Documents detail how MTN funnelled US technology to Iran
MTN plotted to procure embargoed US technology products for an Iranian subsidiary through outside vendors to circumvent American sanctions on the Islamic Republic, according to internal documents seen by Reuters.
The fresh revelations about MTN Group, buttressed by interviews with people familiar with the procurement, come as the South African multinational faces fights on several fronts over its fast-growing and lucrative but controversial Iranian venture.
MTN is in talks with the US Treasury in an effort to win permission to repatriate millions of dollars of profit now bottled up in Iran by US sanctions on the Iranian financial system. MTN’s CE disclosed the talks with US officials this month, saying: "US sanctions should not have unintended consequences for non-US companies."
The Hawks are investigating how MTN obtained the Iranian telecommunications licence, following allegations of corruption made by a Turkish rival in a US federal lawsuit.
MTN owns 49% of MTN Irancell, a joint venture with a consortium controlled by the Iranian government. MTN provided the initial funding for the venture and oversaw its launch in 2006.
Hundreds of pages of internal documents reviewed by Reuters show MTN employees created presentations for meetings and wrote reports that openly discussed circumventing US sanctions to source American technology equipment for MTN Irancell. The documents also address the potential consequences of getting caught.
The sanctions are intended to curb Iran’s nuclear programme, which Tehran maintains is peaceful.
The equipment included products from Sun Microsystems, Oracle, International Business Machines, EMC, Hewlett Packard and Cisco Systems, and was used to provide such services as wiretapping, voice mail and text messaging, the documents show.
In a statement, MTN denied any wrongdoing.
The US companies have said they were not aware MTN Irancell had acquired their products, and several are investigating the matter. US Treasury officials declined to comment.
"It all showed up"
Turkcell’s bribery allegations emerged in February 2012. In June, Reuters reported that MTN Irancell had procured US equipment through a network of technology companies in Iran and the Middle East. The article quoted Chris Kilowan, MTN’s top executive in Iran from 2004 to 2007, saying MTN was directly involved in obtaining US parts for the Iranian telecom.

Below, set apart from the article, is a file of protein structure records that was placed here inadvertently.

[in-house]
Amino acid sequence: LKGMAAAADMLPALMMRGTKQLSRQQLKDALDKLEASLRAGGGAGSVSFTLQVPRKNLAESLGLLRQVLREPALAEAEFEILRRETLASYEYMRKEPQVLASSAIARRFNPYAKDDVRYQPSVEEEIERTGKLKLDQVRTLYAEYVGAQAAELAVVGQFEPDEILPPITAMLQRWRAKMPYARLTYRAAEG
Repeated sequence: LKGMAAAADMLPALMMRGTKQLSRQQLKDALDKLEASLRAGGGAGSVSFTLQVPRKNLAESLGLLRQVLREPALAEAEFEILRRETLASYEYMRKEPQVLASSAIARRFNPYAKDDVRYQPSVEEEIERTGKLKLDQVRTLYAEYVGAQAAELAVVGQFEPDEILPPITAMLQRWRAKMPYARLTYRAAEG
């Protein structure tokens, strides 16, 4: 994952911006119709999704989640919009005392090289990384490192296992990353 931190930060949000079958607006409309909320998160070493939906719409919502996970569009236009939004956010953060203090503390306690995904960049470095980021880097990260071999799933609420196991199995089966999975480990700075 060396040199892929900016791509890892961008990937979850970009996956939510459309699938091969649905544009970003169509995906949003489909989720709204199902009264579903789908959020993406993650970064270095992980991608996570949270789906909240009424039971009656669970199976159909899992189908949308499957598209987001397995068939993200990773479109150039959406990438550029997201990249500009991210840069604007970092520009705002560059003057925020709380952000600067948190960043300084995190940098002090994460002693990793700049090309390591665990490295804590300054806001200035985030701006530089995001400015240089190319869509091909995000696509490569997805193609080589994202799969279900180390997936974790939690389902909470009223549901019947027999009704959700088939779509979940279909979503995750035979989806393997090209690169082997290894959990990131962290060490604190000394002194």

The new documents provide a much deeper understanding of the extent of MTN’s procurement of embargoed US goods, exposing new links in the supply chain of products worth millions of dollars.
They also give a rare inside look at the thinking of a multinational doing business in Iran and the difficult choices involved. The documents show MTN was well aware of the US sanctions, wrestled with how to deal with them and ultimately decided to circumvent them by relying on Middle Eastern firms inside and outside Iran.
MTN was not alone. In recent months evidence has emerged that other foreign companies, including British bank Standard Chartered and China’s ZTE, have helped Iran undermine increasingly tougher sanctions.
The bank, which agreed to pay $340m to New York’s bank regulator to settle allegations it hid transactions with Iran, still faces a separate US probe.
ZTE is the subject of investigations by the Federal Bureau of Investigation (FBI) and the commerce department after Reuters reported it had supplied US equipment to Iran’s largest telecom.
The new MTN documents appear to detail an intentional effort to evade sanctions. For example, a January 2006 PowerPoint presentation prepared for the project steering committee — consisting of then top-level MTN executives — includes a slide titled "Measures adopted to comply with/bypass US embargoes". It discussed how the company had decided to outsource Irancell’s data centre after receiving legal advice.
"In the absence of applicable US consents, it is a less risky route to MTN for Irancell to outsource data centre than it is to purchase restricted products," the PowerPoint slide says.
The documents also include a lengthy spreadsheet of "3rd Party" equipment dated June 2006 that lists hundreds of US components — including servers, routers, storage devices and software — required for a variety of systems.
A delivery schedule also dated June 2006 lists US equipment needed for "value-added services" including voice mail and a wiretapping system. The schedule states that the equipment will be "Ready to Ship Dubai" in July and August that year. It estimates it would take two weeks to arrive in the southern Iranian port of Bandar Abbas by "Air or Sea/Road", and then up to 30 days to clear Iranian customs.
According to a person familiar with the matter, the equipment ultimately arrived by boat.
"It all showed up," this person said.
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